[llvm-dev] Naming clash: -DCLS=n and CLS in code
Tim Northover via llvm-dev
llvm-dev at lists.llvm.org
Tue Jun 19 12:49:33 PDT 2018
On Tue, 19 Jun 2018 at 20:46, Bruce Hoult <brucehoult at sifive.com> wrote:
> Furthermore .. in the articles you reference, the -DCLS=$(getconf LEVEL1_DCACHE_LINESIZE) is passed when compiling the user's program -- one doing extensive blocked matrix operations -- and not when building the *compiler*.
It's worse. At least in the first case, the code looks like it
wouldn't even compile without that definition. That's not an
optimization flag, that's a weird build system.
> On Tue, Jun 19, 2018 at 12:12 PM, U.Mutlu via llvm-dev <llvm-dev at lists.llvm.org> wrote:
>> Tim Northover wrote on 06/19/2018 08:54 PM:
>>>>> Why are you passing that argument in the first place? The compiler
>>>>> completely ignores it.
>>>> CLS stands for cacheline size. It is an important parameter
>>>> for optimization of the generated code, at least with gcc/g++.
>>>> -DCLS=n should have the same importance like for example -DNDEBUG.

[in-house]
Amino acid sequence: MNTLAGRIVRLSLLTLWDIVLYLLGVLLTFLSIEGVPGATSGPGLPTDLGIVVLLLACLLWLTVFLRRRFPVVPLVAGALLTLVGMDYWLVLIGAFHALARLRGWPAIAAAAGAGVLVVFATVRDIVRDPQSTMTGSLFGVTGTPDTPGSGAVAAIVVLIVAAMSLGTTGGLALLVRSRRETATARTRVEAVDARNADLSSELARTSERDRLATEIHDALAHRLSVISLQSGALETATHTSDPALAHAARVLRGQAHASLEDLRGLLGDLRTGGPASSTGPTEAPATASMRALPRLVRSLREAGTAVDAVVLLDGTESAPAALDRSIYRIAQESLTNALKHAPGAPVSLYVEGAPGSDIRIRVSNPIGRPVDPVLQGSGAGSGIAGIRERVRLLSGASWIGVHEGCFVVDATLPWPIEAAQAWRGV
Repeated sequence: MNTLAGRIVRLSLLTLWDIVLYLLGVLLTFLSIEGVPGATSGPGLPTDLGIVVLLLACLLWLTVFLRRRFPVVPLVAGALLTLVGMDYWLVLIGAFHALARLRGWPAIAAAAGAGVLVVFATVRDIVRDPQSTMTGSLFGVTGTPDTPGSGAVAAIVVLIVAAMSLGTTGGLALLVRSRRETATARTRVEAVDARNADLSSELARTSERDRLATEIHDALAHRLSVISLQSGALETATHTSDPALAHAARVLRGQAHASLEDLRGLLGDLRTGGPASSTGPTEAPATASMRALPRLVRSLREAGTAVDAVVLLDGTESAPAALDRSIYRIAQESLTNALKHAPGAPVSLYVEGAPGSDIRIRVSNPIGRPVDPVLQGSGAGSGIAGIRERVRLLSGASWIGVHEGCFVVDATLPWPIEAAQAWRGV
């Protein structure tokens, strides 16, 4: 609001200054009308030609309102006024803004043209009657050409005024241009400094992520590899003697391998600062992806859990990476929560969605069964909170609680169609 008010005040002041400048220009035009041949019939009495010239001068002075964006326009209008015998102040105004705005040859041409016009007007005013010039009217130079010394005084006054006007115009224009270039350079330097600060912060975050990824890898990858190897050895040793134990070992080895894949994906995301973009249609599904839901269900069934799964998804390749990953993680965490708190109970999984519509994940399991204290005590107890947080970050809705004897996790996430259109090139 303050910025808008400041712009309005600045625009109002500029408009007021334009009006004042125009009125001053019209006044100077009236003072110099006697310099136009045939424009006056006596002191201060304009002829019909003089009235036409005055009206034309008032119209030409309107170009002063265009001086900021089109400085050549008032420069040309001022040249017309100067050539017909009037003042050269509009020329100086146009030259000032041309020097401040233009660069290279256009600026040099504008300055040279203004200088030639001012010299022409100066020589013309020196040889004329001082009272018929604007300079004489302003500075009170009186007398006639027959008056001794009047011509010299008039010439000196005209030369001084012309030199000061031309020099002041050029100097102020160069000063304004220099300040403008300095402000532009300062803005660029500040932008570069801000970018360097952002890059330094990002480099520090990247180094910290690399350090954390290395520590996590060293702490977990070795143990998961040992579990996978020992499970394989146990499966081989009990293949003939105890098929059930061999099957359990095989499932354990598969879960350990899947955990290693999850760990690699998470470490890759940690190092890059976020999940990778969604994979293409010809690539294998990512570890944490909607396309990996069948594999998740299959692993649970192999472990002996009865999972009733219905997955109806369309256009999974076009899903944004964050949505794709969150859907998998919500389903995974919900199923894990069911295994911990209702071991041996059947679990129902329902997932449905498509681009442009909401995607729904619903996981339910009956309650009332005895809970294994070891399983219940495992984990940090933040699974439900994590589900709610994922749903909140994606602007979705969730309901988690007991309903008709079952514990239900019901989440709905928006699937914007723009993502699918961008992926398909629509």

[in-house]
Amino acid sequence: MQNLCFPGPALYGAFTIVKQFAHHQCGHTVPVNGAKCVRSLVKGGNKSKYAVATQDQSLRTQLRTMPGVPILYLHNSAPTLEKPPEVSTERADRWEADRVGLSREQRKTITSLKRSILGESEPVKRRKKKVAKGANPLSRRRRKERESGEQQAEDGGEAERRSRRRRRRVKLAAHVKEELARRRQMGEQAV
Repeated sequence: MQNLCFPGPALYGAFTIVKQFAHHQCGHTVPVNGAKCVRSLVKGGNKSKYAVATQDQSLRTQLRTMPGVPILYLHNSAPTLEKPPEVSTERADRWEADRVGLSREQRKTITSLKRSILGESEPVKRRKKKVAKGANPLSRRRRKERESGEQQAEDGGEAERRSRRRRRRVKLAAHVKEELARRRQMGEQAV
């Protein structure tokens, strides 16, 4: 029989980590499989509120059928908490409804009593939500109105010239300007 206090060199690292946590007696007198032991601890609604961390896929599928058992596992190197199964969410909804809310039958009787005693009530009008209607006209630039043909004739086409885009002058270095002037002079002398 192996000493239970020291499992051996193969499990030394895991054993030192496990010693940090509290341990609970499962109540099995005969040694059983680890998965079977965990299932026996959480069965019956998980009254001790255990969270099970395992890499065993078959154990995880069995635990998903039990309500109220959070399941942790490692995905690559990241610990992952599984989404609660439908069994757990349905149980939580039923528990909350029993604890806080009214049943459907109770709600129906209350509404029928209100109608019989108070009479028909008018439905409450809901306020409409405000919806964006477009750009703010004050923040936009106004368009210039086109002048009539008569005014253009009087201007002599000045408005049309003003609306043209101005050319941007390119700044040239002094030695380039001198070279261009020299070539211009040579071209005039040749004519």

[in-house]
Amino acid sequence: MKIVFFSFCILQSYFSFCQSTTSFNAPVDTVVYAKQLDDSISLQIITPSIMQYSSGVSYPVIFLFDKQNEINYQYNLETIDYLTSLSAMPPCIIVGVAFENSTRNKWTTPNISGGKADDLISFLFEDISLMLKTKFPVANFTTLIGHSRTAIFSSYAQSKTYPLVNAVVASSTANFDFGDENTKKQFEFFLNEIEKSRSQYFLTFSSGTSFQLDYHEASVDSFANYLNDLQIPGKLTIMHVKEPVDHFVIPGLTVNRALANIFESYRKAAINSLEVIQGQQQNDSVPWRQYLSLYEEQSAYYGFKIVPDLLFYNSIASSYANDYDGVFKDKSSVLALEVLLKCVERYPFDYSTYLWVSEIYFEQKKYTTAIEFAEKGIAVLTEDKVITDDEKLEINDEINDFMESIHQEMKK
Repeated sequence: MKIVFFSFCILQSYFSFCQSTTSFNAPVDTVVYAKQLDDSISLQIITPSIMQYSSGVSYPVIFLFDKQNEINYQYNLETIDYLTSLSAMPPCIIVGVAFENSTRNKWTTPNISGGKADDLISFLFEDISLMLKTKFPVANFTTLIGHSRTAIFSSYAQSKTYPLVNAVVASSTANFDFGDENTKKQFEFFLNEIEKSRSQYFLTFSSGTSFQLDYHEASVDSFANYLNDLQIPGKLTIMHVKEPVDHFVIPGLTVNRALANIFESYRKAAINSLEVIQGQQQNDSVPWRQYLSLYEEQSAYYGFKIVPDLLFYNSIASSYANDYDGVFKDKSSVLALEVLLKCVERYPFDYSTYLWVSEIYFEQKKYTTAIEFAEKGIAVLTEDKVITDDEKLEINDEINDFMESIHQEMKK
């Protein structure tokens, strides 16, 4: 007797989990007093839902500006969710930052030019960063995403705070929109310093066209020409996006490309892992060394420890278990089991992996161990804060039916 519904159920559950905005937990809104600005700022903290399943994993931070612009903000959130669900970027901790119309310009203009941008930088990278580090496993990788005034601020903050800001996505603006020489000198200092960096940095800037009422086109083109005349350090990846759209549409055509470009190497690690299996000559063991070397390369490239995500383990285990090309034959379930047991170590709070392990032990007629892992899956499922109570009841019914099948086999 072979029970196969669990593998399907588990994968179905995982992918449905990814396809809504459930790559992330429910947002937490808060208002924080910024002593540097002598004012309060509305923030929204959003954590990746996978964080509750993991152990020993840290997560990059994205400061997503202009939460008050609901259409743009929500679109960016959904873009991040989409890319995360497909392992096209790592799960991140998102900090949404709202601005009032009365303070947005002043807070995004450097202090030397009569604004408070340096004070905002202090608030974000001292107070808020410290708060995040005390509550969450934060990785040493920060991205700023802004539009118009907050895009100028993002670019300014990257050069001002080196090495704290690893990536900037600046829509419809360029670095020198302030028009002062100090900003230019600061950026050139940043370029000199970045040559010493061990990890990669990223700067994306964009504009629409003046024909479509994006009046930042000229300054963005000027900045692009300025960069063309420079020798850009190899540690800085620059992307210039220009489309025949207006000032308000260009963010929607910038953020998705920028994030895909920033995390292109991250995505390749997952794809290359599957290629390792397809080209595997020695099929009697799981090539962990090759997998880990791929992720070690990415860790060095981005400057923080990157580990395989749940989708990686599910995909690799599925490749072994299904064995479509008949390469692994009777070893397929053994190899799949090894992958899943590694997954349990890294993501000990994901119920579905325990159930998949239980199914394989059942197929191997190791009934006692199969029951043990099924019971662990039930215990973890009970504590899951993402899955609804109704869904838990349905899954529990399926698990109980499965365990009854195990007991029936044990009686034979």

>>> The GCC source doesn't appear to mention it, and neither does any
>>> documentation I can find. NDEBUG on the other hand is in both the C
>>> and C++ standards.
>>> I still think there's some weird library out there that interprets it
>>> the way you're suggesting, and Clang is not that weird library.
>> This is from a famous article series titled "What every programmer should know about memory":
>> gcc -DCLS=$(getconf LEVEL1_DCACHE_LINESIZE) ...
>> You can find more examples by searching for "DCLS getconf LEVEL1_DCACHE_LINESIZE".
>> LLVM Developers mailing list
>> llvm-dev at lists.llvm.org
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